I was at a #DigitalSurrey talk the other night given by Ade Oshineye (@ade_oshineye) a Developer Advocate at Google. Ade’s talk was titled – What comes after social networking? and he spent much of his time talking about the idea of ‘social objects’.

I’m still working through/exploring the concept of social objects in my head, but the talk got me thinking about the role of social objects within customer service/social customer care, and whether social objects exist within this context?

Ade spoke about the notion that ‘social objects trigger conversations that create communities’. The idea that the social object serves to unite people together around a point of common interest, whatever that interest might be.

Within a social context the #hashtag perhaps becomes the mechanism by which people are able to unite. Although this got me thinking about the difference, albeit subtle, between the ‘#’ and ‘@’. For example, #digitalsurrey represented the social object for Digital Surrey. It was the means by which a group of disparate people could come together for a moment and share a common interest. However, I wouldn’t necessarily view @digitalsurrey in the same way.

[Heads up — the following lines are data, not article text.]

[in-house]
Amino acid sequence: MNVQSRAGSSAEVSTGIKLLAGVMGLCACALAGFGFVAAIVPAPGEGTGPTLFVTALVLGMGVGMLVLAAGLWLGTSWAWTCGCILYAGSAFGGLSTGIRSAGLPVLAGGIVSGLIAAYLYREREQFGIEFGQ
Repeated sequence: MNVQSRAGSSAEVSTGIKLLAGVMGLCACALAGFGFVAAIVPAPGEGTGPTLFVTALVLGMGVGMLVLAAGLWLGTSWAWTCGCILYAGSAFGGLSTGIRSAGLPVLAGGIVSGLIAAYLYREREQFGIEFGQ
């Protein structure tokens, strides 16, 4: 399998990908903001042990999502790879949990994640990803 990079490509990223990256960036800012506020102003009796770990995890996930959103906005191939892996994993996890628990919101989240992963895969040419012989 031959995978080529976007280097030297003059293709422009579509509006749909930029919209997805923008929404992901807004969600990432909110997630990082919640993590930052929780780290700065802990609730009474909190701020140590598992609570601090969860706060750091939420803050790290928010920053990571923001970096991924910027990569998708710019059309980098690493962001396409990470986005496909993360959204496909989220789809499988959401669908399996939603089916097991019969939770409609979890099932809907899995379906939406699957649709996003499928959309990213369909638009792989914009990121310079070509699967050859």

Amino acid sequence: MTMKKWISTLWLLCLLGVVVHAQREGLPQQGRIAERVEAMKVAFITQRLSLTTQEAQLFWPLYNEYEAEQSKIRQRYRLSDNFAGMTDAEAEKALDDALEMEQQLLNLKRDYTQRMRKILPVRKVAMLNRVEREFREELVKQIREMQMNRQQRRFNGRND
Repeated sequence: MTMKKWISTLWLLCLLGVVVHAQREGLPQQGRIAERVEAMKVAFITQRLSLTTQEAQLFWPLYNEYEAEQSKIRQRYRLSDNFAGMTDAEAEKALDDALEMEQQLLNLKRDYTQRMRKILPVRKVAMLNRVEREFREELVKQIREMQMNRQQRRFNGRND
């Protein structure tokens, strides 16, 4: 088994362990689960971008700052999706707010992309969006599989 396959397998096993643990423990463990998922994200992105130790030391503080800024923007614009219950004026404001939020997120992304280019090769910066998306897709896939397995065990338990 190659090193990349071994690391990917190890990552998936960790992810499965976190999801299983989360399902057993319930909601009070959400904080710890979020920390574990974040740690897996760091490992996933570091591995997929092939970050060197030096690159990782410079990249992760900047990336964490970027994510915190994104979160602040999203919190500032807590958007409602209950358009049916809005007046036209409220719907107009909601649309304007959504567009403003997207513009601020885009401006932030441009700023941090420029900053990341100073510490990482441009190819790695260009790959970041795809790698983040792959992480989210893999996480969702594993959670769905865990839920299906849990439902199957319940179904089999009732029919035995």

From a customer service perspective, I’m wondering if the following are examples of social objects:

#UnitedBreaksGuitars

#ComCastCares (interestingly has the value of this social object changed now that Frank Eliason has moved to Citi? Should #FrankEliason be the social object instead? Might the social object transfer in time to Citi through Frank Eliason?)

#custserv

#DellHell

#Twelpforce

#Zappos

I’m wondering if #complaint might be a social object?

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More links on social objects:

More thoughts on social objects by @GapingVoid

Social object theory

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Do social objects matter?

Not necessarily. But at the same time it’s hard to deny the potential they wield to unite a disparate group of people together around a common purpose. The power of the simple #hashtag should not be underestimated.

What other examples of social objects would you suggest within a customer service/social customer care context?

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